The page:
Well all have those people in life who are just a little bit wearing on the spirit. You know who I mean. Their intentions are good, yet they always manage to stir things up. Sometimes it feels like you can’t get anything done when they’re around. They’re criticizing, they’re correcting, they’re meddling. They’re giving you all the reasons why you can’t (when you know that you CAN!).
So how do you accomplish anything when overbearing friends and relatives are all up in your face and playing self-appointed cruise director or drill sergeant? How to maintain some semblance of self-respect and dignity around these people?
1. Erect boundaries. Although at times you feel like booting the overbearing person right out of your life… we all know that this is not always possible. Maybe they’re your coworker, someone in your circle of friends… maybe it’s your mother or your brother! The best thing to do in that case is to keep it on friendly terms but control the situation. Some ideas:
• Relocate. If you live with them… move out! It’s not healthy to be around someone who is impeding your personal growth. No need to broach this topic in an accusatory way. Just explain that it’s time to make a go of it on your own.
• Limit contact. If they’re a frequent visitor… try to arrange it so they’re only showing up X times in a month. Politely discourage drop-in visits and weekend stays if you can.
• Limit context. For example, if it’s your coworker, keep it friendly at the office but don’t go out of your way to hang with them at happy hour.
2. Let go of the guilt. Just because you love someone doesn’t mean you have to like them. Many people suffer a great deal of unnecessary guilt over this. They think that because they feel annoyed, angered and hurt by overbearing friends and family members, that they’re a bad person. Some reminders:
• Be choosy about what you share. You’re not obliged to reveal everything about your life to this person. If your gut tells you that something is better left unsaid, then go with that thought.
• Counseling or coaching can help. If the overbearing person has had a hold on you for your whole life, you may harbor some hostility and resentment. An impartial outsider can often be hugely helpful when you just want to let go of these feelings and move forward with things.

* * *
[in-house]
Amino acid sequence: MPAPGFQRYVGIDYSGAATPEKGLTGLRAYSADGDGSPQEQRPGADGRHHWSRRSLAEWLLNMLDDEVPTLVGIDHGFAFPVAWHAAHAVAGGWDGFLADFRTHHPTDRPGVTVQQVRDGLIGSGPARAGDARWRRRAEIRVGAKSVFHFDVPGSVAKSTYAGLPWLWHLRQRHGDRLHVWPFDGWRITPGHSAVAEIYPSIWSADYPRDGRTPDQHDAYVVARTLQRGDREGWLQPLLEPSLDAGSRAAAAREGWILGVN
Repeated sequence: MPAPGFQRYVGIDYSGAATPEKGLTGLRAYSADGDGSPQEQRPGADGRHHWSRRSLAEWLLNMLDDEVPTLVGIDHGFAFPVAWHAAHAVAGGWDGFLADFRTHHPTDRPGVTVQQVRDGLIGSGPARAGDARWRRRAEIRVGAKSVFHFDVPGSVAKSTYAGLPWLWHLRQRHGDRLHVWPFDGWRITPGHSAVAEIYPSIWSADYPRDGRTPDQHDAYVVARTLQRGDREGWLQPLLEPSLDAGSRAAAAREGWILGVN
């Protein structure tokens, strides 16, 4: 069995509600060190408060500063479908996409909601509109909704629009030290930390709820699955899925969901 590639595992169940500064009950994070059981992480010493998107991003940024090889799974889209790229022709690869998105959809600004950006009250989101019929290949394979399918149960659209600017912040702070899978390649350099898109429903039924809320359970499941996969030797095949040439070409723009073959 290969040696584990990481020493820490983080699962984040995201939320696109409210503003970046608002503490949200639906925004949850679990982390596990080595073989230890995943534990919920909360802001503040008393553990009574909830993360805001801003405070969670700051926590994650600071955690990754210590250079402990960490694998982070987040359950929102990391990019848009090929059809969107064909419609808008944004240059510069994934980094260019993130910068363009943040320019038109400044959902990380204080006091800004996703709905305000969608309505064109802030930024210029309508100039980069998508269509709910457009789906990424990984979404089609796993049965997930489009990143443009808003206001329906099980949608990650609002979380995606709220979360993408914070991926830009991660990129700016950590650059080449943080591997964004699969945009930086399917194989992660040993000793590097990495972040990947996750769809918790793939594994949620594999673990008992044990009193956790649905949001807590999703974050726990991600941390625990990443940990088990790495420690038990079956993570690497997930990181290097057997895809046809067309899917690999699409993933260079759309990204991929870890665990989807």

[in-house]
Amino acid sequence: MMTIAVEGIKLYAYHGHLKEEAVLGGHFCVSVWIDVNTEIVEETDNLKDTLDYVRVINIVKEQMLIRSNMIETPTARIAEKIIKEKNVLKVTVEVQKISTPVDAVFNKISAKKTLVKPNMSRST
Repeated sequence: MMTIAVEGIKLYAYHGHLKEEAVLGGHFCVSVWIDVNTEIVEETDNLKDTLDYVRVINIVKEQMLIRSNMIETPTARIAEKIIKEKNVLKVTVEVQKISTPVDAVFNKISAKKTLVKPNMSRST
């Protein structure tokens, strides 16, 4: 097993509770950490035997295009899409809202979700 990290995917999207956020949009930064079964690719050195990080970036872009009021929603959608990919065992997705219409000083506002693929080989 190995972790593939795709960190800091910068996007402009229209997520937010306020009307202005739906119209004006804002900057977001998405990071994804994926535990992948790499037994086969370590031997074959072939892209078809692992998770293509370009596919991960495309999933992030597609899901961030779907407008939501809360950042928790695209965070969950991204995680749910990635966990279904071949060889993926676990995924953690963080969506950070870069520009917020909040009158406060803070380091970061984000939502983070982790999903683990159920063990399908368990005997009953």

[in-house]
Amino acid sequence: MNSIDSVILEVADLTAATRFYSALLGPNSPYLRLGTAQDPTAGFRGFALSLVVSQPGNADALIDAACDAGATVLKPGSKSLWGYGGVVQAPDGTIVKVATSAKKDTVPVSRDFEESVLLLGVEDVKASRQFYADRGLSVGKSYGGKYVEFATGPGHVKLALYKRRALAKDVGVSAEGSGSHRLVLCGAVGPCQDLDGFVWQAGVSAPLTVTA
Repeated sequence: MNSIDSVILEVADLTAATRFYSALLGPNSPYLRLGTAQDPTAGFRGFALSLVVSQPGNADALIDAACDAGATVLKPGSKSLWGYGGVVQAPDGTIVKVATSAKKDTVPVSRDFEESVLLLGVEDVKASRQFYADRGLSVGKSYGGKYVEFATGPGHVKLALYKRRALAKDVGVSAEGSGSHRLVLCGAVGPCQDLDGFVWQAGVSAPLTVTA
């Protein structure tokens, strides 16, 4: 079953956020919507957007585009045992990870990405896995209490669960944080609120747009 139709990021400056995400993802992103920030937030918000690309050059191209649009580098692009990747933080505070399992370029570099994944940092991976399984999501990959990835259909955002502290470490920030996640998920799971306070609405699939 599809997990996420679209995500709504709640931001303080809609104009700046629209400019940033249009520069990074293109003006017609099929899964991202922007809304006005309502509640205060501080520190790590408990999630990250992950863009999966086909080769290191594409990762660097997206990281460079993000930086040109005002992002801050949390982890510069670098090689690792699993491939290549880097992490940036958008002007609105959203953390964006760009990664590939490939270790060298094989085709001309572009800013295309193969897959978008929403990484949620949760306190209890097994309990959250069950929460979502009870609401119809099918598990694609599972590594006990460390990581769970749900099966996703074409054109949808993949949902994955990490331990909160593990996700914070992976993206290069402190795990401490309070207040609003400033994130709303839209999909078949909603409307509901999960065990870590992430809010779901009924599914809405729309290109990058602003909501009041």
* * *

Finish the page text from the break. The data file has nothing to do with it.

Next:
• Different people can serve different purposes in your life. You may have another person you’re close to who fulfills you in a different way than this person does. Know that this is perfectly healthy and a way to gain equilibrium in your relationships.
3. Try to put the overbearing personality to constructive use. Sometimes people who want to control everything just don’t have enough going on in their own lives. If there’s no getting rid of them, at least make their tendencies work for you. Give them a task or project to complete and it might just make them happier.
• Put them in charge. The truth is that most people are not great at leading others or organizing themselves. If there’s an event that needs managing, why not put the overbearing person at the helm of the project?
• Offer up the floor. For the times that you’re forced to be with them, it’s worth keeping the peace by making the overbearing person the center of attention. At least you’ll know that it will only be for a little while.
• Learn something from them. Get past the emotional turmoil they’ve caused you in the past. Recognize that everyone has something to share – even those whose delivery isn’t always the smoothest. Who knows… if you listen, you might learn something!
4. Let them go. When all else fails, you can always say goodbye. Sometimes we’re just better off losing the baggage that comes with one too many overbearing personalities in our lives. This is why people divorce, change friends, move far away from their families and search for new jobs. You may need to do some serious soul-searching before you make a decision. Know that this is a good and healthy process to put yourself through.